indicate the high state of civilization reached by these strange people.
interested have the scientists become that preparations are being made to
equip the camp for extensive studies, and the force will be increased to
thirty or forty persons.
“Before going further into the cavern, better facilities for lighting will
have to be installed, for the darkness is dense and quite impenetrable for
the average flashlight.
In order to avoid being lost, wires are being strung from the entrance to
all passageways leading directly to large chambers. How far this cavern
extends no one can guess, but it is now the belief of many that what has
already been explored is merely the “barracks”, to use an American term, for
the soldiers, and that far into the under-world will be found the main
communal dwellings of the families.
The perfect ventilation of the cavern, the steady draught that blows
through, indicates that it has another outlet to the surface."
Mr. Kinkaid’s Report
Mr. Kinkaid was the first white child born in Idaho and has been an explorer
and hunter all his life, thirty years having been in the service of the Smithsonian Institute. Even briefly recounted, his history sounds fabulous,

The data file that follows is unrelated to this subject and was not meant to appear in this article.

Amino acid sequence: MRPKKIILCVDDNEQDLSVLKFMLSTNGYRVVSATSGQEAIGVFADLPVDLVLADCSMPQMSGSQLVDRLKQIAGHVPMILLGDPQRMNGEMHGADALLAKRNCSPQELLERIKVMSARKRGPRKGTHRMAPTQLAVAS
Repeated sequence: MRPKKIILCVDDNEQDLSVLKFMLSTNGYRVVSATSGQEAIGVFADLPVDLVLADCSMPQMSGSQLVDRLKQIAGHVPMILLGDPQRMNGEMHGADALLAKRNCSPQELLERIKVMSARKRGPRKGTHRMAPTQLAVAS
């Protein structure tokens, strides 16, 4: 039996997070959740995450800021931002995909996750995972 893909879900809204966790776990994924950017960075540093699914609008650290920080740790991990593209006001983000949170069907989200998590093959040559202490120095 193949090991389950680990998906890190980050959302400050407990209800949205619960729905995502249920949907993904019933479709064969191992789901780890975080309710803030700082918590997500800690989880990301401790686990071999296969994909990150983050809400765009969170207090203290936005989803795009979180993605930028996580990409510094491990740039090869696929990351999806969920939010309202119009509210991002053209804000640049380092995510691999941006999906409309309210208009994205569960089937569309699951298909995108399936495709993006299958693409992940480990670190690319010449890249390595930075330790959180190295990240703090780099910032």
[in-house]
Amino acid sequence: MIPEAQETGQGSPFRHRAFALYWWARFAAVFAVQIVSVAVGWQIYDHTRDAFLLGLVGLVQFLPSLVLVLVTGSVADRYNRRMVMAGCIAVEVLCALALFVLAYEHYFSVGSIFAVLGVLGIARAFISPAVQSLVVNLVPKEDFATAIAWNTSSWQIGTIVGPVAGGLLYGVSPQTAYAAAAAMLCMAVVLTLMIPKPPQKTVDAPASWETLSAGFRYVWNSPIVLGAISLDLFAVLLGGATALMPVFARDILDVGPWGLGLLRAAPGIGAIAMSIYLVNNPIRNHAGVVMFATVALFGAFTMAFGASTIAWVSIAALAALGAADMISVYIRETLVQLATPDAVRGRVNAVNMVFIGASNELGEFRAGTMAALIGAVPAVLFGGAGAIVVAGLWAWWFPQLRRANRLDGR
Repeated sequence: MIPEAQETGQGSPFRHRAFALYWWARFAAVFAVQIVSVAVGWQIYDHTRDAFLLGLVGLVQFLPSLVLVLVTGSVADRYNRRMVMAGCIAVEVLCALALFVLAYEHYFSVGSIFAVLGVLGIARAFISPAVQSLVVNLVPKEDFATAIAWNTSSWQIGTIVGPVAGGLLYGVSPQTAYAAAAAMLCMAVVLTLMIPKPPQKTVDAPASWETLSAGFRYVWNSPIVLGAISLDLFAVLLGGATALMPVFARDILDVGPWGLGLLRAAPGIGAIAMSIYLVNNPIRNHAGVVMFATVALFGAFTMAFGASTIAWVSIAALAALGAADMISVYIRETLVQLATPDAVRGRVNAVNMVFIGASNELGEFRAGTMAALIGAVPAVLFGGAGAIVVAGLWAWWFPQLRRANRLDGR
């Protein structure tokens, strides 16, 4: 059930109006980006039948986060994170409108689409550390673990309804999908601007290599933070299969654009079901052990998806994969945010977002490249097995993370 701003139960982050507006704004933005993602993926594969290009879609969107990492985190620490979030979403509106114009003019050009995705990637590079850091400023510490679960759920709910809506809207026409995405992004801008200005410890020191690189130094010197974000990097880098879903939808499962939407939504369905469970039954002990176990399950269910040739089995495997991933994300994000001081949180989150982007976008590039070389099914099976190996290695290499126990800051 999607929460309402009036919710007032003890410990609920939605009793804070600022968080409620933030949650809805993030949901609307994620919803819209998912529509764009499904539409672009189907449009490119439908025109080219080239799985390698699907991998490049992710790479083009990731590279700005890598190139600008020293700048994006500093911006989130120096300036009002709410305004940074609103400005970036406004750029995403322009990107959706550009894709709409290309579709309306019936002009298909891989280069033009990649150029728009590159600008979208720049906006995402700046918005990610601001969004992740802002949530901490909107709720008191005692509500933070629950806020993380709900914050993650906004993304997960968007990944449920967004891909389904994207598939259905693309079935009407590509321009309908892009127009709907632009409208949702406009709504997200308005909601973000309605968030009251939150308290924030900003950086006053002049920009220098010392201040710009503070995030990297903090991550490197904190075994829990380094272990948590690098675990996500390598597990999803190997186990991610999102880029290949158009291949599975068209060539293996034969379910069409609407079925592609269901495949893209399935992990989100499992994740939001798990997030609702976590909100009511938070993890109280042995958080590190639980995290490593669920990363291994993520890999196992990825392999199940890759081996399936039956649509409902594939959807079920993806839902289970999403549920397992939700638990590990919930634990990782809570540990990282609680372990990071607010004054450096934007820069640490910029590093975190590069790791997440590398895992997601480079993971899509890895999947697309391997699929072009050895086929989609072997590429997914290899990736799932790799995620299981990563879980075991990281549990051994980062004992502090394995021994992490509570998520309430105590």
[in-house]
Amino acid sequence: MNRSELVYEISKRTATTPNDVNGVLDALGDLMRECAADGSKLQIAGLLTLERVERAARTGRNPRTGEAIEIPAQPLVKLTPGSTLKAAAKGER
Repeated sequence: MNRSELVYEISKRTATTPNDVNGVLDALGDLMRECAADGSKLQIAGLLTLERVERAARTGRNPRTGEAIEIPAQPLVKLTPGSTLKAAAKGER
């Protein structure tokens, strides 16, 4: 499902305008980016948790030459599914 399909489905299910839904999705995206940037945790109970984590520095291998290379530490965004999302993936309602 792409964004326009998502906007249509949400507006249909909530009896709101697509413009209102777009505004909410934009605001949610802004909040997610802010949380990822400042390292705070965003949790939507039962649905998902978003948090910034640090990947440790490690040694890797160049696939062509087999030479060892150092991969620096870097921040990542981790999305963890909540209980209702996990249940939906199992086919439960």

First, I would impress that the cavern is nearly inaccessible. The entrance
is 1,486 feet down the sheer canyon wall. It is located on government land
and no visitor will be allowed there under penalty of trespass.
scientists wish to work unmolested, without fear of archaeological
discoveries being disturbed by curios or relic hunters.
A trip there would be fruitless, and the visitor would be sent on his way.
The story of how I found the cavern has been related, but in a paragraph: I
was journeying down the Colorado river in a boat, alone,
3D computer rendering by Jack Andrews
Some forty-two miles up the river from the El Tovar Crystal canyon, I saw on
the east wall, stains in the sedimentary formation about 2,000 feet above
the river bed. There was no trail to this point, but I finally reached it
with great difficulty.
Above a shelf which hid it from view from the river, was the mouth of the
cave. There are steps leading from this entrance some thirty yards to what
was, at the time the cavern was inhabited, the level of the river.